It is the combination of all the three main elements of the dramatic main story, the intriguing sub-stories, and the amusing mini-games that sets Yakuza apart. The underpinning design philosophy of the Yakuza games is that they are games and shouldn’t be afraid of being such. Whilst the main story is dramatic, the mini-games are unapologetically fun in an arcadey way. The set piece sequences in Yakuza 6 invoke the spirit of classic light gun arcade shooters such as Virtua Cop and House of the Dead set against the background of high-octane instrumental rock music. The combat system harkens back to Virtua Fighter, in that it is fun yet surprisingly deep. The general gameplay and mini-games exemplify the arcade gameplay in Sega’s DNA and acquired expertise of subsidiaries such as Sports Interactive, which gave us such games as Crazy Taxi, Super Monkey Ball, Chu Chu Rocket, Outrun, Hang On, Action Fighter, Alex Kidd, Sonic, Football Manager, Golden Axe, Hatsune Miku, Sega Sports, Puyo Puyo, Samba de Amigo, and Sega Bass Fishing to name a few.
Considering the heavy influence of Japan on the videogame industry, it is somewhat shocking how few games are set in real world Japan, especially contemporary Japan. A major part of the enjoyment of the series for many is that it is set in Japan and we get to see all of the quirks that entails as well as the awesome food and sense of humour permeating the whole game. Sega recreated Kabukicho in Yakuza in painstaking detail from the konbini and vending machines to the hostess bars and internet cafes. Sojourns into other locales also evoke the sense of place of those places just as vividly. Sega have come to value the Japaneseness of the Yakuza series after butchering the localization of the first installment and censorship of content in Yakuza 3.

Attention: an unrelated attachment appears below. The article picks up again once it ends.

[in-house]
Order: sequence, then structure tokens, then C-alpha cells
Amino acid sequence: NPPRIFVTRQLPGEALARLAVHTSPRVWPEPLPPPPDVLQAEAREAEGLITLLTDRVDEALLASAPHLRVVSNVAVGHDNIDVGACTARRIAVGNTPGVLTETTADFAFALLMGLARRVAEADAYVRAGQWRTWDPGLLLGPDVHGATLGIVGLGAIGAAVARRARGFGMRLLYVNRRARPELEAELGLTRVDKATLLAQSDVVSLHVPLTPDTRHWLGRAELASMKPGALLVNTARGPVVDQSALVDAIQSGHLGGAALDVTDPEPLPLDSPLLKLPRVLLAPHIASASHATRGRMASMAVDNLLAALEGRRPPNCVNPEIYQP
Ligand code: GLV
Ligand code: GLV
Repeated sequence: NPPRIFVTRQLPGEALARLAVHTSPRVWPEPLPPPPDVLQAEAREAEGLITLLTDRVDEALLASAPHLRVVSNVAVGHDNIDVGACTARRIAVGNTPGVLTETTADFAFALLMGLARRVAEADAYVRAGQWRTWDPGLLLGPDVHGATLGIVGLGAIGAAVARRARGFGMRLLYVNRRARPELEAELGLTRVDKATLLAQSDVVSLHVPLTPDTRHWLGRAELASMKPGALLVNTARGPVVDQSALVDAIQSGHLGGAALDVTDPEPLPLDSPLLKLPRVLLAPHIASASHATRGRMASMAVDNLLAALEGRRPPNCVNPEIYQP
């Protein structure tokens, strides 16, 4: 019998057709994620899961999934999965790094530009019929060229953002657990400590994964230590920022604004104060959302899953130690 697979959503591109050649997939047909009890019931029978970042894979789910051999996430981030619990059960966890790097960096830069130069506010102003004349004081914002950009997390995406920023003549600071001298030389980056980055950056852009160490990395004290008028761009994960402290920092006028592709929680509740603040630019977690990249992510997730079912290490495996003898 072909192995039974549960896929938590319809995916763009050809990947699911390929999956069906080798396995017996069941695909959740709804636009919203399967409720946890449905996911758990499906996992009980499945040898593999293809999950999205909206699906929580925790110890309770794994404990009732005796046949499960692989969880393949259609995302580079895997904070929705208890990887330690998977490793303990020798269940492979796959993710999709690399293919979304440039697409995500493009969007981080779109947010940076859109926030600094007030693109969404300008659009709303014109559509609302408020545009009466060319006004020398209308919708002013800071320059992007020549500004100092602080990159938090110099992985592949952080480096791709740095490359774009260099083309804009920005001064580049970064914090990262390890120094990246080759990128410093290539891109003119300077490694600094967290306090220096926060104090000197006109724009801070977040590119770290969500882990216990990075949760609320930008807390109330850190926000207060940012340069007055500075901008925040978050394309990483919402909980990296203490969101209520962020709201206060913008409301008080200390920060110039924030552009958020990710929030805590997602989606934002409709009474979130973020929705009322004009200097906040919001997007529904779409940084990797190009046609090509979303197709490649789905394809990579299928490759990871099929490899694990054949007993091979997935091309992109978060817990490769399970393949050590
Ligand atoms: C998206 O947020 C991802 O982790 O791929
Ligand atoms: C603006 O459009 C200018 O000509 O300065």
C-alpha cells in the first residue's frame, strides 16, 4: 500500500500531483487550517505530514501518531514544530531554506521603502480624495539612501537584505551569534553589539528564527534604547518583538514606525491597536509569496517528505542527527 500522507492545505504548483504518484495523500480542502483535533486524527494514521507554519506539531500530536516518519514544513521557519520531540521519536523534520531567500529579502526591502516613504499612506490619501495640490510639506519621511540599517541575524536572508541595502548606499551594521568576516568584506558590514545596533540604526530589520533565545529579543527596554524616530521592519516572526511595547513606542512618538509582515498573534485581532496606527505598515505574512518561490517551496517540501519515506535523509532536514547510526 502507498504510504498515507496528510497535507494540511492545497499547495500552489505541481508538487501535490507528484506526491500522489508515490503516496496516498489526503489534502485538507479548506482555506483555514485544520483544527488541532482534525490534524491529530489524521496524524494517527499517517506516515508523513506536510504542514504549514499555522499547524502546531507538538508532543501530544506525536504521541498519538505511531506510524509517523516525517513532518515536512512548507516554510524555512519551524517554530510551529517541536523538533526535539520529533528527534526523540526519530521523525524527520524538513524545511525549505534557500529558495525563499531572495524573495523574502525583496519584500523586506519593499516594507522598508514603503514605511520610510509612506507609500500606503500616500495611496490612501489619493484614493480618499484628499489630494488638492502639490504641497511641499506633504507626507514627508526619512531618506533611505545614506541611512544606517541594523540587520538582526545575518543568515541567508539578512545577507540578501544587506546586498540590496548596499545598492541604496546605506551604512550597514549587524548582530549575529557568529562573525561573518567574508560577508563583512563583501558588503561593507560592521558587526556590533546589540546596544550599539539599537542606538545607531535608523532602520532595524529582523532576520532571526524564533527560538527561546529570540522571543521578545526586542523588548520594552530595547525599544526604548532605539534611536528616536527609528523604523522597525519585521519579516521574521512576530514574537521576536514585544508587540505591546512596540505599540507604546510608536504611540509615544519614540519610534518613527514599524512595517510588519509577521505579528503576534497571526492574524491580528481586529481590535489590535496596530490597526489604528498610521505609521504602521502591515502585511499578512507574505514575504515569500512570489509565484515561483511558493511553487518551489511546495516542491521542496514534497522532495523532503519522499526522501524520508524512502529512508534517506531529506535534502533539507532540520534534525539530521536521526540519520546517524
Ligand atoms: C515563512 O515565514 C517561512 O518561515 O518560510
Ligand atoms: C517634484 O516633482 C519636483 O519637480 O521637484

When asked about how the acquisition of Atlus influenced their thinking, Sega Games CEO and President Haruki Satomi stated in an interview with Famitsu (via Siliconera), “As far as the Western market goes, we learned a lot from Atlus,” continuing, “If we can make a title with proper quality, I believe there’s a good chance for it to do well even in the West for players that like to play Japanese games.” Those are encouraging words from the big cheese at Sega. All we ask for now is that they speed up the localization schedule and release the games in the West way closer to the Japanese release. Sega effectively stymied demand for Yakuza by botching localization and not understanding that the appeal of their series lays in the quirky Japanese setting. Now that has been rectified, following the release of Yakuza 0, Sega will be able to judge whether the much requested PS4 versions of 2 to 5 are commercially viable.
Yakuza demonstrates that open world games can have a great story whilst allowing the open world and sub stories to bring humour and acknowledge that a game can be a game without taking itself too seriously all the time. The inclusion of Outrun in the Sega arcade in Yakuza 6 brings me full circle on my gaming lineage seeing as it was among the first games I was exposed to. I don’t deny the many flaws in the Yakuza series, but they are far outweighed by the enjoyment that the series brings.
As for Sega, the company picked themselves up from their bitter exit from the hardware market and although they may have suffered their own lost decade wandering from platform to platform like modern day Ronin, they have found their feet with Yakuza, and found a home for that franchise on PlayStation who were eventually receptive to the concept. The release of Yakuza 0 marks the start of the relaunch of Yakuza in the West and it appears to have gone over well. Atlus look poised to break into the Western market with the release of Persona 5 later this year. Who knows, we might even get not one but two good Sonic games this year. Sega seems resurgent, but whatever happens I hope we continue getting that Sega arcade magic for years to come.
Charlie Milroy is a writer for The Game Bolt who lives life without continues savouring every moment of his gaming life and most of his real one.